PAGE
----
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Survey results split on support for center


Community members are split on the question of whether the city should help fund the Heritage Center, according to results of a survey in Havre Mayor Bob Rice's quarterly newsletter.

The question, in a newsletter issued in late May, asks, "Should the City of Havre support the operational costs of the Heritage Center?"

Of 231 respondents, 114 said yes and 117 said no.

"I honestly couldn't believe it was that close," Rice said today, adding that initially there were more responses in favor of city support.

The Clack Foundation, which operates the historic building, approached the Havre City Council several times this spring to ask for help operating the city-owned building, which runs a monthly shortfall of about $600 and has serious maintenance issues.

The foundation leased the building after the city purchased it from the U.S. Postal Service in 1996. The foundation has threatened to turn operation of the building over to the city if the city doesn't help it cover costs.

Rice said he thought the outcome of the survey may have been influenced by the results of a separate survey by the Clack Foundation, which was published in the Havre Daily News in June. That survey showed public opinion more clearly for city support of the center. Results of that survey were published in a newspaper story on July 4.

The mayor's survey gives no clear mandate to the Havre City Council, which will vote tonight on whether to give monetary support to the center.

- beyond limited maintenance and upkeep, and paying the liability insurance - for the center.

City Council member Tom Farnham, who chairs the council's Finance Committee, said today he would recommend to the committee tonight that the city provide some cleaning, maintenance and snow removal for the building, as well as continuing to pay liability insurance, which the city has done for the past two years. Farnham said insurance for the building costs about $2,000.

"If you don't have (the money) you don't have it," Farnham added.

The Finance Committee will meet at 7:30 p.m. at City Hall before the council meeting, which begins at 8 p.m.

Clack Foundation vice president Elaine Morse said this morning she was surprised the survey results were split, and said she thinks increased publicity about the building has brought out people on both sides.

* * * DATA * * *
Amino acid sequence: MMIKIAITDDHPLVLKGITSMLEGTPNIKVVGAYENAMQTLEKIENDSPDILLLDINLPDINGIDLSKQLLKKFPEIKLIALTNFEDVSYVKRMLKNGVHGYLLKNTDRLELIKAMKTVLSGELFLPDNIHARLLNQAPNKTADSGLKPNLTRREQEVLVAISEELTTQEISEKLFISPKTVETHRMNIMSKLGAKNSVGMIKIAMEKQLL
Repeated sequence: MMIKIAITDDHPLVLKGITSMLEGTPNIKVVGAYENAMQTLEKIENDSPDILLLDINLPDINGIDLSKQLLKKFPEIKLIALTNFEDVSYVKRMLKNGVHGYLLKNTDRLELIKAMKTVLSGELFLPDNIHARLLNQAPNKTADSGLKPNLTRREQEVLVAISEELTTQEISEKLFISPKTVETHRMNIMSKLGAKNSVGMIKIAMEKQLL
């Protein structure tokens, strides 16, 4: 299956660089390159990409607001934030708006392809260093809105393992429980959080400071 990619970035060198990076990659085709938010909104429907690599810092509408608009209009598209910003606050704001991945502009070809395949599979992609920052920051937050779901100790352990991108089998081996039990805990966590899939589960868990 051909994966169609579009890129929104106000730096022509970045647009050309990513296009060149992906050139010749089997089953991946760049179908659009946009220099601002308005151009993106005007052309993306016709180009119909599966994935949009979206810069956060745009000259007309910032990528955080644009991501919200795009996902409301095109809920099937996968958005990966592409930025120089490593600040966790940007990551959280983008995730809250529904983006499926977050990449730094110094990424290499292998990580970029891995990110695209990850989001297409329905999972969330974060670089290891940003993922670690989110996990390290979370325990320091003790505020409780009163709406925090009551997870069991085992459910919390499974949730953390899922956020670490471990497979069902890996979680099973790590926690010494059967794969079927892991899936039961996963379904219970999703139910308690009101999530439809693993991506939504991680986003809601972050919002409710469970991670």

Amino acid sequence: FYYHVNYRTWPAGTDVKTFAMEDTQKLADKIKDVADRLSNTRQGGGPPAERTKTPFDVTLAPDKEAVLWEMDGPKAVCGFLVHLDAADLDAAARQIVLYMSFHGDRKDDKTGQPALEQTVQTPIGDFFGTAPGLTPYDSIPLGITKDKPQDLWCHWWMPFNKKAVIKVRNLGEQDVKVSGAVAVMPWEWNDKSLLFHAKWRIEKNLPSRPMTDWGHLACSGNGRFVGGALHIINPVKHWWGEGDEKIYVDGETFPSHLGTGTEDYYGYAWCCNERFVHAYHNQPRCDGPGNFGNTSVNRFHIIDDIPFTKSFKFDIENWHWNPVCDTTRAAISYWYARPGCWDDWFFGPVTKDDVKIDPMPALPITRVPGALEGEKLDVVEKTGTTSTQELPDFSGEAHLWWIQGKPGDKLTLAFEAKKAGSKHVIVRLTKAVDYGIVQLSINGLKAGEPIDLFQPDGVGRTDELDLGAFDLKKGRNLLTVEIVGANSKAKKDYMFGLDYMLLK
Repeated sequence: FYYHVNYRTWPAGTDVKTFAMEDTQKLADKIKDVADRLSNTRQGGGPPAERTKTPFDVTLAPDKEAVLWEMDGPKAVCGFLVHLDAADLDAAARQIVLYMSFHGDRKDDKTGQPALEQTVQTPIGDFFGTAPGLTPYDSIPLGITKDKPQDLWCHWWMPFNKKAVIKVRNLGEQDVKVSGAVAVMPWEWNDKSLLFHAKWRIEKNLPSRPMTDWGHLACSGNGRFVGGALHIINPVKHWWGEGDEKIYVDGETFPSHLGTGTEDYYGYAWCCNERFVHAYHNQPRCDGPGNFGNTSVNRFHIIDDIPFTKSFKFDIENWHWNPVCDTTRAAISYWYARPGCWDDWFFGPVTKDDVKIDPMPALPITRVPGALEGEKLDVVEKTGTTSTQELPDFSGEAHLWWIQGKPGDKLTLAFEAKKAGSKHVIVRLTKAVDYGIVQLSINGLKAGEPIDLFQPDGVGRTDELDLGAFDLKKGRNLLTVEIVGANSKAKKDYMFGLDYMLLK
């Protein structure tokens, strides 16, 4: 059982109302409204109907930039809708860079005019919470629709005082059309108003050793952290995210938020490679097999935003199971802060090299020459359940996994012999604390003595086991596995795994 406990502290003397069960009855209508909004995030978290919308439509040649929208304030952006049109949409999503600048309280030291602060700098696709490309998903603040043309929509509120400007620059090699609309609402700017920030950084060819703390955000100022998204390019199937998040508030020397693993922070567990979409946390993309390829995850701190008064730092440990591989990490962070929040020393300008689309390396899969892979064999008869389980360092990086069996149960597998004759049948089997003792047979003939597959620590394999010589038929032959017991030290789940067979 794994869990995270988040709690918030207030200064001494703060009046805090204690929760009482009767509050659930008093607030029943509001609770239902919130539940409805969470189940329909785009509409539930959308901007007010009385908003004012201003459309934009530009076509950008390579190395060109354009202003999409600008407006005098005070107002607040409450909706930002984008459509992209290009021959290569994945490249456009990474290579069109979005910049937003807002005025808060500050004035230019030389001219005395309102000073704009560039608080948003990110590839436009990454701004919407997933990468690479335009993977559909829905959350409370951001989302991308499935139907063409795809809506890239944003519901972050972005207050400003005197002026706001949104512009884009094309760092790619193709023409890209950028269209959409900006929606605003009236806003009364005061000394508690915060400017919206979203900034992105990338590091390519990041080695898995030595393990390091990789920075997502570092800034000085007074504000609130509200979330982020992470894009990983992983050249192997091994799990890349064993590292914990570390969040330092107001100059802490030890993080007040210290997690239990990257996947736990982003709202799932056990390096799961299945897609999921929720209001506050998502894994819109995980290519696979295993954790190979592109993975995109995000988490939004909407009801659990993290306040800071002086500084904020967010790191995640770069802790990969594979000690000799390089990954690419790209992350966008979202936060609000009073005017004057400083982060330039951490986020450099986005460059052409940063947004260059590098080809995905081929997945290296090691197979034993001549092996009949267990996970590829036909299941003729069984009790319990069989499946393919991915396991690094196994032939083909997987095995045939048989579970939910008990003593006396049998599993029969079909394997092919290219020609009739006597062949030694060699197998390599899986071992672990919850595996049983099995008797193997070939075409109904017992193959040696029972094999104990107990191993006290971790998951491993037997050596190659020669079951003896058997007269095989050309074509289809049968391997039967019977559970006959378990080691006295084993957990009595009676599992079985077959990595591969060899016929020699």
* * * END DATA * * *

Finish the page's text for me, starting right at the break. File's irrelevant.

Morse added that she will be disappointed if the city only agrees to give in-kind and insurance help, and added that so far, the city has not followed through with its promise of janitorial help.

"You can promise us everything, but if it doesn't happen, it still doesn't help," she said.

If the city only approves in-kind help and continued insurance coverage for the building, Morse said, she doesn't know if the foundation will turn the building over to the city.

Survey respondents, both pro and con, added comments ranging from the expository to the monosyllabic.

"The City of Havre needs to take care of city things, not the Heritage Center. They should apply for federal and state grants. The tax payers have enough on their backs," one respondent wrote.

"No tax money," wrote a more direct respondent. One checked the "no" box and also scrawled a large "NO" in a space for comments.

Many wrote comments in favor of support of the center.

"It would be great if the mayor and the city council would support this center, instead of complaining publicly about what a burden it is. There are more ways to support a cause than with money," wrote one respondent.

Other respondents qualified their support.

"Support it but as long as it doesn't go over $2.00," one respondent wrote.

Another supporter seemed to echo that sentiment, writing "Not all - some."

A few were more cryptic.

"Loyalty, That's all the comments needed," wrote one respondent, who favors city support of the center.

Rice also tallied phone calls he received about the center. He said he received 29 phone calls from community members against city support and seven calls for it.


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